Journal of Clinical EEG & Neuroscience
Volume 40, Issue 3 , July 2009, Pages 180-189


Effect of neurofeedbacktraining on the neural substrates of selective attention in children with attention-deficit/hyperactivity disorder:

A functional magnetic resonance imaging study

Johanne Lévesque, Mario Beauregard and Boualem Mensour


Attention Deficit Hyperactivity Disorder (AD/HD) is a neurodevelopmental disorder mainly characterized by impairments in cognitive functions. Functional neuroimaging studies carried out in individuals with AD/HD have shown abnormal functioning of the anterior cingulate cortex (ACC) during tasks involving selective attention. In other respects, there is mounting evidence that neurofeedback training (NFT) can significantly improve cognitive functioning in AD/HD children. In this context, the present functional magnetic resonance imaging ( fMRI) study was conducted to measure the effect of NFT on the neural substrates of selective attention in children with AD/HD. Twenty AD/HD children—not taking any psychostimulant and without co-morbidity-participated to the study. Fifteen children were randomly assigned to the Experimental (EXP) group (NFT), whereas the other five children were assigned to the Control (CON) group (no NFT). Subjects from both groups were scanned 1 week before the beginning of the NFT (Time 1) and 1 week after the end of this training (Time 2), while they performed a Counting Stroop task. At Time 1, for both groups, the Counting Stroop task was associated with significant loci of activation in the left superior parietal lobule. No activation was noted in the ACC. At Time 2, for both groups, the Counting Stroop task was still associated with significant activation of the left superior parietal lobule. This time, however, for the EXP group only there was a significant activation of the right ACC. These results suggest that in AD/HD children, NFT has the capacity to normalize the functioning of the ACC, the key neural substrate of selective attention.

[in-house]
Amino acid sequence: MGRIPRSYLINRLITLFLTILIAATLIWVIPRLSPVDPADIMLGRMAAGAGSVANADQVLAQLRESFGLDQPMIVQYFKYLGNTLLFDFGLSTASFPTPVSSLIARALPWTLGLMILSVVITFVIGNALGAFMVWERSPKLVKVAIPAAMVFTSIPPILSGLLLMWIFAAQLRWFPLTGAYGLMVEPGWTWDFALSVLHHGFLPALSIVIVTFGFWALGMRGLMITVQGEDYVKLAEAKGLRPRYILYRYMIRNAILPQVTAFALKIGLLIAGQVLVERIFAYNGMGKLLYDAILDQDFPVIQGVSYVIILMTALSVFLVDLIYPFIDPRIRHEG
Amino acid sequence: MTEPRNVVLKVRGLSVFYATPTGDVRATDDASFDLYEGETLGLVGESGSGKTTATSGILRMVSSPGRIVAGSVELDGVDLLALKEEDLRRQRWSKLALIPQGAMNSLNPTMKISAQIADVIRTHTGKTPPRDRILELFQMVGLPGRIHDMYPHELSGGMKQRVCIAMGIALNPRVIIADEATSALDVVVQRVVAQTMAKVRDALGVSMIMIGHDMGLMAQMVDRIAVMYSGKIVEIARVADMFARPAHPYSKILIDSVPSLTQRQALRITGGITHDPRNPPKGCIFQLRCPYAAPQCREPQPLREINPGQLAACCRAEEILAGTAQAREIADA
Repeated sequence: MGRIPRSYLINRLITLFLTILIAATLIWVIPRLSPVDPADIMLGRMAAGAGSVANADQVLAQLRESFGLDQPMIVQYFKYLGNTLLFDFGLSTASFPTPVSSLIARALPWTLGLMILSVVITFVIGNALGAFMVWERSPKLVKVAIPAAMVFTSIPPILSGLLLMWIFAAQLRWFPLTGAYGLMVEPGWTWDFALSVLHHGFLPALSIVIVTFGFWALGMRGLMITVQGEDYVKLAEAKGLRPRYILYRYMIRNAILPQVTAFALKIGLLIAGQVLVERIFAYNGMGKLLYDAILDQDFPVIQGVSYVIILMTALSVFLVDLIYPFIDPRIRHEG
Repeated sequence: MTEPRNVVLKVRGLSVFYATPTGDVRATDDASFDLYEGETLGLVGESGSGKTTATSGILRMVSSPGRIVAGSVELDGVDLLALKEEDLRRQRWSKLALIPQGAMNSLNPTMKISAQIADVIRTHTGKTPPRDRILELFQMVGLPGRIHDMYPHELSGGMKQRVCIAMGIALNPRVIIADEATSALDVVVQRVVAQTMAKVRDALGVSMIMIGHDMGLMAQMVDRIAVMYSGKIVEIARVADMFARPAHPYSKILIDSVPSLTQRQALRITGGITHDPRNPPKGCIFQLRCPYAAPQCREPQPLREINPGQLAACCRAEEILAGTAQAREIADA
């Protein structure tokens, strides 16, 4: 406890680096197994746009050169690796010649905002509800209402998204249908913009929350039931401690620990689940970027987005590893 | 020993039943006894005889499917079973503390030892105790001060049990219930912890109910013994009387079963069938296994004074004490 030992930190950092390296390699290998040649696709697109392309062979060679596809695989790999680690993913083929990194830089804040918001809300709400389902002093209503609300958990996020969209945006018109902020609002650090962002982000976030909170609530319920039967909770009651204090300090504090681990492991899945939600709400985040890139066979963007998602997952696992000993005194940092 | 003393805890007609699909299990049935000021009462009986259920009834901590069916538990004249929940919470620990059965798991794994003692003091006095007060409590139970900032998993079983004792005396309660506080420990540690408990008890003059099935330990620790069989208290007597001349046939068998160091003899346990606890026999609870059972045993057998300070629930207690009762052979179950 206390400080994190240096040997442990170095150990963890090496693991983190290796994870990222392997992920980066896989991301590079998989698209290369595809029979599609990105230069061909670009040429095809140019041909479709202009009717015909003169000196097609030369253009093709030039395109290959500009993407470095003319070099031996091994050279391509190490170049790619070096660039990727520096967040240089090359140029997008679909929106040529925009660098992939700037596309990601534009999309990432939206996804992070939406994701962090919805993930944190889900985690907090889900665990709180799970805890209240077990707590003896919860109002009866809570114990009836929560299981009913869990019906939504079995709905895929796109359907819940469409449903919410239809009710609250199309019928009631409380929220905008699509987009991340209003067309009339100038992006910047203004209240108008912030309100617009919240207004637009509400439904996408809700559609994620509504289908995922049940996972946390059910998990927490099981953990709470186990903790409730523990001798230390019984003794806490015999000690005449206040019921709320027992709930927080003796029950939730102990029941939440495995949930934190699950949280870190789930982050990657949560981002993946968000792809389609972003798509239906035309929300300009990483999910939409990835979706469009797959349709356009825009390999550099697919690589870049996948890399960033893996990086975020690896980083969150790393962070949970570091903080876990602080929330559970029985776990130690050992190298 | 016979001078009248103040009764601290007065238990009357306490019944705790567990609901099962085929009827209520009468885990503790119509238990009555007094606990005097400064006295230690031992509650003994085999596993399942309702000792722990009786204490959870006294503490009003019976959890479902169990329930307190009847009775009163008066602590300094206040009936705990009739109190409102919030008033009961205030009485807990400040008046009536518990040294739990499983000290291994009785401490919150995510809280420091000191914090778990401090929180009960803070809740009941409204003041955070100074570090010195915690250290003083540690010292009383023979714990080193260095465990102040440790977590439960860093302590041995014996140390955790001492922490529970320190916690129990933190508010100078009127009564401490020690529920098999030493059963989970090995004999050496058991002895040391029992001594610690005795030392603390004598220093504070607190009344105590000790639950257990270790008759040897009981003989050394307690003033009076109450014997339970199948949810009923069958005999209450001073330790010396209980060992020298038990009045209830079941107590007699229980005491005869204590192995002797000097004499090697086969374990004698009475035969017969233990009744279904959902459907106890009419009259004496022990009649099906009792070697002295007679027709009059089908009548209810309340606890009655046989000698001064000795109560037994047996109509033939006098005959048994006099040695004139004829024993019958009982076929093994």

Neuroscience Letters
Volume 394, Issue 3 , 20 February 2006 , Pages 216-221


The effects of alpha/theta neurofeedback on personality and mood

Joshua Raymond, Carolyn Varney, Lesley A. Parkinson and John H. Gruzelier


Alpha/theta neurofeedback has been shown to be successful both in treating addictions and in enhancing artistry in music students. How its effects are mediated are not yet clear. The present study aimed to test the hypothesis that alpha/theta neurofeedback works inter alia by normalising extreme personality and raising feelings of well being. 12 participants with high scores for Withdrawal (as measured by the PSQ) were given either alpha/theta neurofeedback or mock feedback and their personality and mood were assessed. Withdrawal scores on the PSQ-80 were not found to change in either group but significant effects were found for the Profile Of Mood States (POMS), with real feedback producing higher overall scores than mock feedback (P = 0.056). Real feedback caused participants to feel significantly more energetic (P < 0.01) than did mock feedback. Sessions of real feedback made participants feel more composed (P < 0.01), agreeable (P < 0.01), elevated (P < 0.01) and confident (P < 0.05), whilst sessions of mock feedback made participants feel more tired (P < 0.05), yet composed (P < 0.01). These findings suggest that, whilst 9 sessions of alpha/theta neurofeedback was insufficient to change personality, improvements in mood may provide a partial explanation for the efficacy of alpha/theta neurofeedback.

Cognitive Brain Research
Volume 23, Issues 2-3 , May 2005, Pages 287-292